Thursday, February 13, 2014

You Have Got To Be Kidding

by Bert Carson
You probably don't remember Our Gang, from the early days of television and before those days, radio.  That being the case, let me identify the young lad on the left.  That's Alfalfa, one of Our Gang and that is pretty much a standard Alfalfa facial expression.

That's the same expression I had on my face when I saw the latest automotive creation of my school friends, Orean Brown and Henry Sanders.

Drag racing was in its infancy in the late fifties, but it had already captured a lot of our hearts.  Someone older than me, maybe a seventeen or eighteen year old, had gotten permission from the police department to set up a crude drag strip on one of the unused WWII runways at the local airport.

The first race was held on a Sunday afternoon, and all of the local entries, maybe a dozen street-legal and totally stock automobiles, had their doors blown off by the rather smug Chief of Police, driving his new Ford Police Interceptor.  What the chief didn't know was one of the young men he had beaten didn't give up easily.  Orean Brown came up with an idea that not many would have thought of, and he enlisted his best friend Henry Sanders to help implement it.

Every day and night of the week following the race, Orean and Henry worked.  They were about 90% done with the creation of Orean's brainchild late the following Saturday night.  They didn't have time to finish things the way Orean would have liked, but they rigged up a couple of things that would work for next day's race, and they rolled their creation out of the garage for a practice run.

They went up and down the deserted streets of Orean's neighborhood until they had their timing right and then they waited.  Sunday afternoon, we were all at the airport with no idea we were about to see the birth of a legend.  Frankly, we thought it would be a repeat of the previous week, and it was pretty obvious the chief felt that way also.  He had pulled his freshly washed cruiser to the newly painted start line, and he was leaning against the car waiting to see who would be brave enough to crank up and pull to the start line beside him.

All the guys who had been beaten a week earlier were standing beside their cars.  None of them were anxious to be the chief's first victim.  Then we heard the noise of an un-muffled car approaching.  It was a long way from the highway to the backside of the airport where we waited.  We listened to the approaching car for some time before it finally came into view.  When it did, we all stared.  I shook my head and refocused.  The car was still there and so was the Alfafa look on my face.

Orean Brown ------------ Henry Sanders
The driver was Orean Brown, the passenger, Henry Sanders.  The car was Orean's Mercury, a  victim of the chief a week earlier. The two friends had spent the entire week removing the body from the 1953 V8 powered, standard shift, sedan, thereby reducing its weight by roughly 50%.

The 10% of the project they failed to complete was finding and installing a windshield and accelerator linkage.

They had handled the first omission with old style motorcyclist goggles and
they resolved the second with a long piece of piano wire.  One end of the wire was fastened to the carburetor, the other end was in Henry's hand.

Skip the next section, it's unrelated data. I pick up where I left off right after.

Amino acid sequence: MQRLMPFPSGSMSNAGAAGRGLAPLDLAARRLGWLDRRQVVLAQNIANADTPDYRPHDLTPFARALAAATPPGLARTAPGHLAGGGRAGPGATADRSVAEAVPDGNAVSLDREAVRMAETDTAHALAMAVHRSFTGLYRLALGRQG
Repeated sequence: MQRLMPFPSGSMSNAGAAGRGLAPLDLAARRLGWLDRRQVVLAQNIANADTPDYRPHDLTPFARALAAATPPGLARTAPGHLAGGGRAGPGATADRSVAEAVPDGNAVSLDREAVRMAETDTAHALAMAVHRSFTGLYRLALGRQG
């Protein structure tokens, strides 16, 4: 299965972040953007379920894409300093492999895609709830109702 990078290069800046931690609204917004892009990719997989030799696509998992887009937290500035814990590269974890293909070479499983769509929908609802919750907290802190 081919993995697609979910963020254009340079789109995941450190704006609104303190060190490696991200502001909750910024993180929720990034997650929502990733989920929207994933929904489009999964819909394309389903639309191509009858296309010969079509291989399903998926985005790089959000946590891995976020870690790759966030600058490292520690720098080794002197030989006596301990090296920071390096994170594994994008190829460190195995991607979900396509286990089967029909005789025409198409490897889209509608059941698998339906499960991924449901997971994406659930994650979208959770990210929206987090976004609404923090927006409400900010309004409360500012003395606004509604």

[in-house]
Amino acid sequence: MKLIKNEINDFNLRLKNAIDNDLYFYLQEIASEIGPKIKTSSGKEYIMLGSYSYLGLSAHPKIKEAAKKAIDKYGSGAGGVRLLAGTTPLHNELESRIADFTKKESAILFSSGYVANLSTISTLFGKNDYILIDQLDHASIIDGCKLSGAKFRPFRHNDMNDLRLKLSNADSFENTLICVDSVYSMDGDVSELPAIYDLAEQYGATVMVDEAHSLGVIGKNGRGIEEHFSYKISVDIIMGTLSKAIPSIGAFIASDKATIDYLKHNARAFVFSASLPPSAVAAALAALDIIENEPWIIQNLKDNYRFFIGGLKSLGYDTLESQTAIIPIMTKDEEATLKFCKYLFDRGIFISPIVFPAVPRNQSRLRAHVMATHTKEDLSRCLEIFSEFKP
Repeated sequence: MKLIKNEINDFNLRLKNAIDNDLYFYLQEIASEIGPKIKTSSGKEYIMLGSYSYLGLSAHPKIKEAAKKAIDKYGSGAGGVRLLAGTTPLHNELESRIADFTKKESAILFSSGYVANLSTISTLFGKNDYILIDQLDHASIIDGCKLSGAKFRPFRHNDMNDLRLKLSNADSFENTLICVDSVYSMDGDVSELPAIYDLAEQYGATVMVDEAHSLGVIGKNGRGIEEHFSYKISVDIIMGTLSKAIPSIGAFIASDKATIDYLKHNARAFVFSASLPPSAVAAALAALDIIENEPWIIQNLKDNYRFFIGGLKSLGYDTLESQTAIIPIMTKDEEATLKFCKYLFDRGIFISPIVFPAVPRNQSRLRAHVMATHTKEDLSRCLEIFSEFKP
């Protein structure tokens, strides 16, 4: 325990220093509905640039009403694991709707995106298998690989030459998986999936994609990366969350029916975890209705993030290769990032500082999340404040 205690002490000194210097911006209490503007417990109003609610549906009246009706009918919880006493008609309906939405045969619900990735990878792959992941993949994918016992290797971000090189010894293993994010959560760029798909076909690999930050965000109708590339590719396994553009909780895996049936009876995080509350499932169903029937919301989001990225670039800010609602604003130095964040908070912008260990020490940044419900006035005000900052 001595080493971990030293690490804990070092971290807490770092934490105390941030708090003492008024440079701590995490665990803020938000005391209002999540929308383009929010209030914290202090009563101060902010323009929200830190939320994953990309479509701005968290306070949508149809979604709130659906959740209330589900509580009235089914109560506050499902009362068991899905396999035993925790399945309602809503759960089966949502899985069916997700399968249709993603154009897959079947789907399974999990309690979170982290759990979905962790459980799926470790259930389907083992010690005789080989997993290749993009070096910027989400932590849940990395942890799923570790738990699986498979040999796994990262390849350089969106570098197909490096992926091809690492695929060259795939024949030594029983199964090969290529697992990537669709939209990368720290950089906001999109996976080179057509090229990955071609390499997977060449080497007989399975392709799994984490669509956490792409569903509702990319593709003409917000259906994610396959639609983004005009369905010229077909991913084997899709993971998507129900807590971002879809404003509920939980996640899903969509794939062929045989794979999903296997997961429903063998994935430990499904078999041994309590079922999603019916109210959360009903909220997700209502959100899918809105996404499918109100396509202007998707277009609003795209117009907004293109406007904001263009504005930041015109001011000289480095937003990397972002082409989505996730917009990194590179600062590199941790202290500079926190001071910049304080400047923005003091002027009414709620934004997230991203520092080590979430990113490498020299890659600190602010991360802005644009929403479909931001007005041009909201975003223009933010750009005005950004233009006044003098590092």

Without a word to anyone, which is understandable, since you couldn't hear above the noise of the exhaust, Orean pulled up to the starting line, looked at the chief then slowly turned and looked down the runway toward the distant pine trees and extended his arm like Chief Crazy Horse leading his men into battle.

If the chief had thought about it, I'm sure he wouldn't have done what he did next.  But he didn't think.  Consumed by the challenge, he threw away his cigarette, wrenched opened the door and somehow managed to get his tall frame in the cruiser in record time.  He fired up the police interceptor engine, and without giving Orean any warning, engaged the clutch and roared away in a blue cloud of burning tax payer financed rubber.

Orean reacted quickly, dumping the clutch and screaming away in his own blue rubber smoke.  In the first couple of seconds, he cut the gap between his car and the police cruiser in half.  Then, above all the noise of the two vehicles speeding away, I heard something I'll never forget.  Orean, shouting as loud as he could, screamed "Now," and Henry, in perfect sync leaned forward, releasing the tension in the wire connected to the carburetor.  Orean slammed the body-less Mercury into second and screamed again, "NOW!," and Henry straightened pulling the wire to the accelerator tight.  The Mercury seemed to take wings.

The next time Orean screamed, "NOW!" he and Henry had pulled even with the chief.  When he said it again, Henry straightened, pulled the wire tight and the race was all but over.  The chief was beaten.  A couple of days later the police department announced that for safety reasons there would be no more drag racing at the airport—we all knew the real reason.

Orean Brown passed away last week.  His obituary read in part:

He was a member of the National Street Rod Association and the National Hot Rod Association.  He loved drag racing and was known around Palatka as a legend in drag racing in the 1950s, '60s, and '70s.

I know two things about legends.  They are all rooted in history, and they never die.  I just told you of the day that Orean Brown became a drag racing legend.  And I'll guarantee you this, though he's gone, the legend of Orean Brown, Henry Sanders, and loud shouts of "Now," will never fade.  After all, it's always NOW!

Thanks Orean.

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